At the worst of it, I knew and lived the thrill of desperate yet intoxicating anger. It was brutal, indiscriminate, beautiful and I relished every moment of it.  Not only had I come to enjoy being angry but I also began seeking it out.  It was a high that, with a little practice, was simple to attain and easily indulged.

It felt good.  It felt right.

And it was wearing me out and shutting me down completely.

The problem with Hulk is that he de-hulks. Un-hulks?  He ceases to hulk.


I still like being angry, a little, which is a lot more than I should, probably. However, there are lots of Things out there that warrant basic human fury, and that demand it, really.  Anytime anyone anywhere says that what they’re doing to you is “for your own good”, for example, or when you’re on the receiving end of a slow, patient smile.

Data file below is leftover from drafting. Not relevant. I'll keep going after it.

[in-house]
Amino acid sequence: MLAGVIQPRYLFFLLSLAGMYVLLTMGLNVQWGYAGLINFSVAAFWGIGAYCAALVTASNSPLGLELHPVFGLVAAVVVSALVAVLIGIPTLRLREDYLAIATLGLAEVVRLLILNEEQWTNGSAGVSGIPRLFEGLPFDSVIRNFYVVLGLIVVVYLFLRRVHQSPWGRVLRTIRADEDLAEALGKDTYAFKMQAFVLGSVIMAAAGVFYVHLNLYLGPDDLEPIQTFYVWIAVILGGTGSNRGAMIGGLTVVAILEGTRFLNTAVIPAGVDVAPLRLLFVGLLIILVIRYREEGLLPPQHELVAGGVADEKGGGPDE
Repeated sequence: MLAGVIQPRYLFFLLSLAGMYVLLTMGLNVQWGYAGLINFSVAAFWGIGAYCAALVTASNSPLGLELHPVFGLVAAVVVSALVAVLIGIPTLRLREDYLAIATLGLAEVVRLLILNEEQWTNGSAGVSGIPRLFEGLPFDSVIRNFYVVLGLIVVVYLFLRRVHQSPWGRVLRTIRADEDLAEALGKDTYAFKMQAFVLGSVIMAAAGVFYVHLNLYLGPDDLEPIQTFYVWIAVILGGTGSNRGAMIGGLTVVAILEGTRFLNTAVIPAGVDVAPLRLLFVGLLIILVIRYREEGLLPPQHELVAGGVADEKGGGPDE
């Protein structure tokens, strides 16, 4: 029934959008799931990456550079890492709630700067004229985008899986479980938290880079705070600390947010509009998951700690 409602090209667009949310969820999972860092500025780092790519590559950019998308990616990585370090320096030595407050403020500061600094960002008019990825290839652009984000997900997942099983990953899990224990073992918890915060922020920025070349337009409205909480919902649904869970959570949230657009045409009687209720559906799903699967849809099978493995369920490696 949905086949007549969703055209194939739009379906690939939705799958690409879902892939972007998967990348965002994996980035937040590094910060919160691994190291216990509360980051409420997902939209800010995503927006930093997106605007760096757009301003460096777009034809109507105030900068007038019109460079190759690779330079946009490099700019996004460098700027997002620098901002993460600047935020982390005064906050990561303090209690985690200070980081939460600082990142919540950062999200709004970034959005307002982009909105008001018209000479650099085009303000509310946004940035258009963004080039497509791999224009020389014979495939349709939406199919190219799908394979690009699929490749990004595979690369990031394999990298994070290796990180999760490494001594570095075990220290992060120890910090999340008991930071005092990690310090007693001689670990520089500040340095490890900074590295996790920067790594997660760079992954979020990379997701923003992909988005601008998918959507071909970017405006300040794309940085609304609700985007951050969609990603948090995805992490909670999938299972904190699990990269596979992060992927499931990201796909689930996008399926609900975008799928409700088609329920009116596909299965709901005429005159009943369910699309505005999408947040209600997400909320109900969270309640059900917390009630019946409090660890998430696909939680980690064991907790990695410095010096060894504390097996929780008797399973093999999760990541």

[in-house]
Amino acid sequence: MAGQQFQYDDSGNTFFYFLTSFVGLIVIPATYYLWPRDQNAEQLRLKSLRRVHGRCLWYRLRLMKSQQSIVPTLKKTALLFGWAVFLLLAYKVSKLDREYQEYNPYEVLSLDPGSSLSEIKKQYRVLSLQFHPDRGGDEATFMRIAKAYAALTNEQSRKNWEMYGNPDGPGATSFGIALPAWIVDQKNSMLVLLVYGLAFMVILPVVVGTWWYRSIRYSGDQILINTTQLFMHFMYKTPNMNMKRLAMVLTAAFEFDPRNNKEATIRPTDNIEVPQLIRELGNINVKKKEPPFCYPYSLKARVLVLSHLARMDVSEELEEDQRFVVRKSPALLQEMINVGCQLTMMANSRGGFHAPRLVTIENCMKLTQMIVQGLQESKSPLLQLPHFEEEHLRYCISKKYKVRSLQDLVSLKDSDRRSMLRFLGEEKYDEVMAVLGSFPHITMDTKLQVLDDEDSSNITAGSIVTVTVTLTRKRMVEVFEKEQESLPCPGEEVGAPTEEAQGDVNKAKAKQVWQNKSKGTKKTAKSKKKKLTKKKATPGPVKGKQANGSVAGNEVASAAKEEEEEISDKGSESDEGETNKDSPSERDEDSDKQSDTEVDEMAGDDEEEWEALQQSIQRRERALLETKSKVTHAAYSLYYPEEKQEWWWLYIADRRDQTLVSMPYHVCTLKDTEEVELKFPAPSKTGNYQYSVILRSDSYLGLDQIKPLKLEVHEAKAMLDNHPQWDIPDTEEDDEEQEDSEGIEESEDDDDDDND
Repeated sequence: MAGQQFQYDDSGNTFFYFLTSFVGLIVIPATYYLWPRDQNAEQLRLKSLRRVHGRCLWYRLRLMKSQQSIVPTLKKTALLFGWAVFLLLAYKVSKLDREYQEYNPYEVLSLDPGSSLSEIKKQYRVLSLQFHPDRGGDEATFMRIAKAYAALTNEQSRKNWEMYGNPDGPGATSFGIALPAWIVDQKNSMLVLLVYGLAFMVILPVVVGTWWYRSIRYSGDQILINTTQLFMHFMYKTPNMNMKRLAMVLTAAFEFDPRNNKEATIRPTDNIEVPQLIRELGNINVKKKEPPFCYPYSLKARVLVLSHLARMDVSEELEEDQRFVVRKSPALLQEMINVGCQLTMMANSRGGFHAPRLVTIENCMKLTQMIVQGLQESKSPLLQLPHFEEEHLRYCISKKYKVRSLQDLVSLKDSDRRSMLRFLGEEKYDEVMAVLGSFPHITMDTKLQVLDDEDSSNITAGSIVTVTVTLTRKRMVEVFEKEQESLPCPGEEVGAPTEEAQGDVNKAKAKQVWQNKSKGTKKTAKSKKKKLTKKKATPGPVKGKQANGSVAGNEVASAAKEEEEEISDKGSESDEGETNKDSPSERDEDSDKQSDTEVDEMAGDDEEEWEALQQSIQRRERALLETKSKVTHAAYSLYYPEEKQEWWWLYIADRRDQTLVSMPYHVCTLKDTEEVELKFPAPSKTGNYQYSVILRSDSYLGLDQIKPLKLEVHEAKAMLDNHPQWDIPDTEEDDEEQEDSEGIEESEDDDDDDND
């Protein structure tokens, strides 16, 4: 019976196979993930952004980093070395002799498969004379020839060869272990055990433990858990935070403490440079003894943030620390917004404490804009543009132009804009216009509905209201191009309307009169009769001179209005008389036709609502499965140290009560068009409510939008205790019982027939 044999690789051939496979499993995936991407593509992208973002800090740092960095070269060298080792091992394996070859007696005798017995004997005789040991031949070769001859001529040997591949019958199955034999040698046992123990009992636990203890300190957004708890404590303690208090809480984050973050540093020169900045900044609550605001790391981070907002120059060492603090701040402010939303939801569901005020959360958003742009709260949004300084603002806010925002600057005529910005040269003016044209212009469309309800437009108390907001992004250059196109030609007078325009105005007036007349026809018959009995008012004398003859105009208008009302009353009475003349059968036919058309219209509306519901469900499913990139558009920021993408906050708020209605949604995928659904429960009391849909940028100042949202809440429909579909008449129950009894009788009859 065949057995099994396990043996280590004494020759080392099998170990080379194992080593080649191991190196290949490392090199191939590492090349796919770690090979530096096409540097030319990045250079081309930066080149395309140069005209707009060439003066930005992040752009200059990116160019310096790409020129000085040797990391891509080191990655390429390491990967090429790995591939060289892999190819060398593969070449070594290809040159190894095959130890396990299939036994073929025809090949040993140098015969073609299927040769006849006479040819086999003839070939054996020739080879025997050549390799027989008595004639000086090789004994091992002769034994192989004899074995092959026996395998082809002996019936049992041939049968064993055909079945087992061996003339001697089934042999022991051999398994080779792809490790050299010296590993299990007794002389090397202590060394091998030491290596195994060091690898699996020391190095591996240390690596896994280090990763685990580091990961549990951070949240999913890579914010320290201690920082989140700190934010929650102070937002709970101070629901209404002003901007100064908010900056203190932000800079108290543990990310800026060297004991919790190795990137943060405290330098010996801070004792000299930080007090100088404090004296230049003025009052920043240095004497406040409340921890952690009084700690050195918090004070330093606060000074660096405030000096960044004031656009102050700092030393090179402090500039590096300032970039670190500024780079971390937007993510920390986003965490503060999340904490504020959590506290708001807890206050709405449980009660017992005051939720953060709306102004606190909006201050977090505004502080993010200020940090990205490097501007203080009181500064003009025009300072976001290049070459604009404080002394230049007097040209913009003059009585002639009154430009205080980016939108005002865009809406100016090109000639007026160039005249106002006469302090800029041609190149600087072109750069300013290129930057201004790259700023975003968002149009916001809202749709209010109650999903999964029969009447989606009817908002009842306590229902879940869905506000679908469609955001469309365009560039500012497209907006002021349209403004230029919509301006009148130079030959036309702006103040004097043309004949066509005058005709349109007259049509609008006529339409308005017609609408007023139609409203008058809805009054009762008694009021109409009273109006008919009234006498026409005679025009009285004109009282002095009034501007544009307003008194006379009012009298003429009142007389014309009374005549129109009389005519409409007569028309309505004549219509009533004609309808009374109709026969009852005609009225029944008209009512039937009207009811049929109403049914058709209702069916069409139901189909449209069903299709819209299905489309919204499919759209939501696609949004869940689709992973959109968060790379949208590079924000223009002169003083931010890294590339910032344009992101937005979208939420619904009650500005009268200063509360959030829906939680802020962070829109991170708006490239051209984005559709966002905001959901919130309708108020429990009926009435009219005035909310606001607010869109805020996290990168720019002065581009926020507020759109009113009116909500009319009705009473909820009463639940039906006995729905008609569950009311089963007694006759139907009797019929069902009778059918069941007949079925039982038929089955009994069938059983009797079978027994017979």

Head pats.

I have found ways to cope with anger that may be of use to Others out there, so like me:

  • Whatever else is involved, your anger is yours.  It’s yours and it’s valid and yours.
  • Remember:  not only bad people get mad.  For god’s sake.
  • Realize that when people give you pressing, unsolicited advice on how you must deal with your anger, their good intentions in this are theirs alone.  It can’t be otherwise.  Also, their parents never loved them.
  • Believe that there are people who don’t want you to get angry precisely because they’ve done Things they know will by all rights make you angry and the question “why are you so angry” is thus translatable to “did you find me out, or what?”  Their parents probably loved them too much, in which case the worst has already occurred.  What can you do?